Don't SAM crews get trained for this kind of an eventuality? You'd think they'd get suckered into shooting down an airliner during a few of their simulator sessions in military school just to make double and triple sure the identification procedure for civilian aircraft sticks in their minds like the aftermath of a good hard kick in the nuts.
And these days they do. It's one of those "lessons learned" things.
I, along with a bunch of other guys, once got sucked into lighting up an entire household of civilians in training. It really, really sucked. But the reason those scenarios existed is because some poor bastards lit up civilian households for real, and we got to learn from their mistakes.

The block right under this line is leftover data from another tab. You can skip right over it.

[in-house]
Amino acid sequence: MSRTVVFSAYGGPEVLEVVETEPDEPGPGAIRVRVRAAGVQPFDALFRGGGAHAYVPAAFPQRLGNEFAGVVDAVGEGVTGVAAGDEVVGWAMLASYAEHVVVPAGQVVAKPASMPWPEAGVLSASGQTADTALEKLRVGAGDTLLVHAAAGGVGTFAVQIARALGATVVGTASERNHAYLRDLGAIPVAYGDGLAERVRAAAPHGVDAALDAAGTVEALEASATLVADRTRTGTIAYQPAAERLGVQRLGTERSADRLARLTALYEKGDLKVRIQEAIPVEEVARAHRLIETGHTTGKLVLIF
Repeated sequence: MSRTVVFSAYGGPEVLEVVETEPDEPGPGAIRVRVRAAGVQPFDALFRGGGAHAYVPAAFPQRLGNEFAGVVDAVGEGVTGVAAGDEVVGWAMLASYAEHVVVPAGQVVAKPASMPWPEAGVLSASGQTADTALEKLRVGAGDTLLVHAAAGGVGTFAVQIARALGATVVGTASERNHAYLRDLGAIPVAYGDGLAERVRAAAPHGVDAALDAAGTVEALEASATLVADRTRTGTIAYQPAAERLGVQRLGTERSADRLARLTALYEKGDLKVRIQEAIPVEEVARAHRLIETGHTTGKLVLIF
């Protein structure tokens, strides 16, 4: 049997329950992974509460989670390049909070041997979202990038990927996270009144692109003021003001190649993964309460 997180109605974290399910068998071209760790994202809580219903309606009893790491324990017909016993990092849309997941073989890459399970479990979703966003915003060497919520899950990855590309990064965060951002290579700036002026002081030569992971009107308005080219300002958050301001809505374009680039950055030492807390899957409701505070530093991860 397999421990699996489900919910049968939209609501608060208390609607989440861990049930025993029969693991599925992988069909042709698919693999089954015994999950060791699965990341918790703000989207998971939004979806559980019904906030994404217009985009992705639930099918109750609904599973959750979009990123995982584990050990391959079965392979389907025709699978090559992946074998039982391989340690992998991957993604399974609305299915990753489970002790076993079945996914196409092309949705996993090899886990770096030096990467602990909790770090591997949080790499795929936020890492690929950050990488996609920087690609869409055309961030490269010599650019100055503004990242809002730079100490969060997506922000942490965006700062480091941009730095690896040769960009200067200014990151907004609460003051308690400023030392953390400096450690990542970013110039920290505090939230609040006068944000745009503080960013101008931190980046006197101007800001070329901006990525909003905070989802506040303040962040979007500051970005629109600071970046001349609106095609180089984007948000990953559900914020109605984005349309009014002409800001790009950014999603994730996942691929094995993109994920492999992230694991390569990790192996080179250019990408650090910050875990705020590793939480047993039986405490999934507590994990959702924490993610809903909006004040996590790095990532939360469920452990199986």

Yes it is sad how people always have to die before lessons are learned. I always figured the Flight 007 was a similar case, after seeing documentaries about both incidents I see them in a similar light. In both the case of F007 and the Vincennes case it sounded like there were pretty obvious common sense procedure they could have done to avoid the situation. In the case of F007 that would have included flying in front of the guy, nobody fails to notice a Su-15 hovering in front of their windshield, and in both cases calling the airliner on air traffic frequencies might have been a good idea. Having heard an interview with that Soviet pilot it sounded like nobody ever bothered to tell him or his colleagues what procedure to follow when they have get the attention of an airliner pilot, in the arctic darkness, with a bunch of nervous brass-hats yelling at them over a radio link any more than any body bothered to drill the SAM operators on the Vincennes how to exhaust all possible options on contacting an airliner. I don't doubt such procedures were implemented on the double and triple afterwards by the Soviets (and a whole string of other air forces to be sure) and they included intercepting pilots doing a thorough eyes on inspection and providing a description of the target aircraft to GCOs, always intercepting in teams and both fitting all interceptors with tracer ammo on at least one of their guns at all times and making the interceptor fly in front of the target to make sure they are seen. It sure still sucks that nobody thought of training scenarios like that right off the bat.